One of the highlights of the trip was meeting up with fellow barefoot runner Noah Elhardt, 21, who is studying at UC Davis. We just happened to run into each other. How's that for a coincidence? Two barefoot climbers...should get people to start thinking that this is not so uncommon or impossible after all. I hope so.

I would strongly recommending climbing Half Dome. You won't soon forget the climb nor the views.

The following morning we had brunch at the Ahwahnee Hotel. It doesn't get better than that!

Big thank you to Lily Lee for the invitation!


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Monday, February 18, 2008

OC 100 Kilometer (62 mile) Race - Barefoot

Yes, I know that I was going to run with the newest Vibram FiveFingers called KSO's, but the course was so smooth and I wanted to demonstrate that training with FFs (which I did) did not cause me to loose my capacity to run barefoot. The mechanics are nearly identical, with the FFs giving a sense of security and some gentle cushioning that does not cause the foot to loose the feel of the terrain.

So, my goal was to run it under 10 hours and 30 minutes in order to qualify for the Spartathlon. All was on pace until around mile 45. I could tell that my legs did not have it in them to keep going at the necessary pace, so I slowed down and enjoyed chatting with fellow runner Dmitri Chechuy.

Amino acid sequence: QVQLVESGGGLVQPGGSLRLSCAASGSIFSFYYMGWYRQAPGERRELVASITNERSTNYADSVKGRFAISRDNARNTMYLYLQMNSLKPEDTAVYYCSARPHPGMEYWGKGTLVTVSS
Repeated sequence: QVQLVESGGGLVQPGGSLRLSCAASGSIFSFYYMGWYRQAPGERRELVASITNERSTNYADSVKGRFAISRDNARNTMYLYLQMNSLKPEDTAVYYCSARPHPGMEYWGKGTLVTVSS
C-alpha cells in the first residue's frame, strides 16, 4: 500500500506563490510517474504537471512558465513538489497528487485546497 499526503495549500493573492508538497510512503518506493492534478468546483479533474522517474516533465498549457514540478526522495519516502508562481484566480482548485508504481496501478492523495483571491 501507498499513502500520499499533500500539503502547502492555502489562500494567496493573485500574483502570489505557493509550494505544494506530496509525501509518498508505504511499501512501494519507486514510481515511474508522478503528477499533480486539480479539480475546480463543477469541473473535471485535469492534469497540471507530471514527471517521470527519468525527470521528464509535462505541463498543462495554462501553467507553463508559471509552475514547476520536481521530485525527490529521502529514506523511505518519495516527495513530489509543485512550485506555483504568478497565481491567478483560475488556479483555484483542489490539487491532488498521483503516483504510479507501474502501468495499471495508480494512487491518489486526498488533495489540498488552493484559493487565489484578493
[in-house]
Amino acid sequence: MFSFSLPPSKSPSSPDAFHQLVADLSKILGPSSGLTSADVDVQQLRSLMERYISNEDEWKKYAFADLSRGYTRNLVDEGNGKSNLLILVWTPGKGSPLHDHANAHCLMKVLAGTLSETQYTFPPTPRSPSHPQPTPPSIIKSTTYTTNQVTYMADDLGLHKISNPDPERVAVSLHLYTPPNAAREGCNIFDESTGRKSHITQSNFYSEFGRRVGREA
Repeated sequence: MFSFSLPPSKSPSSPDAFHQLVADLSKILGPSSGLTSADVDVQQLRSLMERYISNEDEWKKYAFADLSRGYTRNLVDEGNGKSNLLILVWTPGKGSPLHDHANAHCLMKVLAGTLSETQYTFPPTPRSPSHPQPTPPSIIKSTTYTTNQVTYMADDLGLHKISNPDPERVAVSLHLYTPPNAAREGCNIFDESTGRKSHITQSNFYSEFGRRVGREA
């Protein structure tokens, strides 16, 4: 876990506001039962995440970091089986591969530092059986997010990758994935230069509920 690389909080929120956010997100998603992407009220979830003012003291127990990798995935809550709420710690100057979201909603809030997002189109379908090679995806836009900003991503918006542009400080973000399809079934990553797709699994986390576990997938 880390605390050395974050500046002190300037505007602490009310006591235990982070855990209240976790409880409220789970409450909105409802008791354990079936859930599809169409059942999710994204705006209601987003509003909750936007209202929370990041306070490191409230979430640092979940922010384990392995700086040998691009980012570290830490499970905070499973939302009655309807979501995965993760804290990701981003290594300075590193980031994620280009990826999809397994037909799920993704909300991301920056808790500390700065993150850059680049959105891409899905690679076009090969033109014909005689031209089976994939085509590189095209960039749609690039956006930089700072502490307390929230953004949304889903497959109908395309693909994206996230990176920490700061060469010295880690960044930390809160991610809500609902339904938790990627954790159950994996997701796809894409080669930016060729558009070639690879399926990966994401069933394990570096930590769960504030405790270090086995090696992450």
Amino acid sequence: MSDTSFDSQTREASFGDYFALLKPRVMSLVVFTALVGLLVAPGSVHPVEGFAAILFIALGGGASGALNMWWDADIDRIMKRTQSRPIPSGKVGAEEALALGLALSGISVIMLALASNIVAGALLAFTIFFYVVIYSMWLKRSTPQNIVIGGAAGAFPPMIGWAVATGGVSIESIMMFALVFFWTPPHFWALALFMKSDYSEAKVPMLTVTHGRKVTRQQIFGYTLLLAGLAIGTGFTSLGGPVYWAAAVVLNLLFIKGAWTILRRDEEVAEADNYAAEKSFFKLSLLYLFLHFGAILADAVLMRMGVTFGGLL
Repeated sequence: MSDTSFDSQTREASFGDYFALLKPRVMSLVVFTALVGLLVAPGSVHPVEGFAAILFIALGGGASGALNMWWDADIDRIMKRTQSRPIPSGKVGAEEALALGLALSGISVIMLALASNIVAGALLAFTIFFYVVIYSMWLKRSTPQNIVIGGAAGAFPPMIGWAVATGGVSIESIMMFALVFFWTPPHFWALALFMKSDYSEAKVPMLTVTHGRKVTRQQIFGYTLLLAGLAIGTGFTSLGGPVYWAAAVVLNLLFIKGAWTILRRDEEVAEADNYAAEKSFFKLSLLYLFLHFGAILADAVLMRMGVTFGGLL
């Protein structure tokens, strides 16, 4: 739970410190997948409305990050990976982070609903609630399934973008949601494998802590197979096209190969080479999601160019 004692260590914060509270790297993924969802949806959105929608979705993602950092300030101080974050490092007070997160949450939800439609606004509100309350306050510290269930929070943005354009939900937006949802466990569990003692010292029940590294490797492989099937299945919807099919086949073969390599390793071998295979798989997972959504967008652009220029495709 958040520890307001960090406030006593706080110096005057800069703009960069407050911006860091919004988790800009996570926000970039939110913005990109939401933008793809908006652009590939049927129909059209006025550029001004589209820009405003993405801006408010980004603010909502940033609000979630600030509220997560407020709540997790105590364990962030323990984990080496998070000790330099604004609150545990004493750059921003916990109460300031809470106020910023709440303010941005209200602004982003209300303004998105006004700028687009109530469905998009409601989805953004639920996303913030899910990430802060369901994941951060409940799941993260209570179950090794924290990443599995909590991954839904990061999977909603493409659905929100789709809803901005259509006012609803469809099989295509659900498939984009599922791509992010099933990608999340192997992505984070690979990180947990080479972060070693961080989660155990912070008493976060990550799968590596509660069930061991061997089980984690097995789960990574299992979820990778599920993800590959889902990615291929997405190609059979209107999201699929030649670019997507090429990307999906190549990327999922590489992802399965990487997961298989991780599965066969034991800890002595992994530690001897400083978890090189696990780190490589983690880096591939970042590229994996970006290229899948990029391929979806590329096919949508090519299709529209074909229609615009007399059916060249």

In order to keep it as close to the conditions of the Spartathlon as possible, I never ran on the dirt trail that ran parallel to the course. I stayed on the asphalt which is what I will have to do in Greece...for 153 miles!

Ended up finishing in 11 hours and 52 minutes. Those last miles were very tough with worn out legs and sensitive feet, but I knew I could do it injury free, so I continued. Plus, like many endurance runners, we like to do it because we can.

A Big!!! thank you to the legendary Barefoot KenBob for crewing me during the race and taking video and film footage. Thanks!


Photos courtesy KenBob Saxton and

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Wednesday, August 29, 2007

Mt. Whitney Summitted Barefoot #3

Photo by Patrick Fitz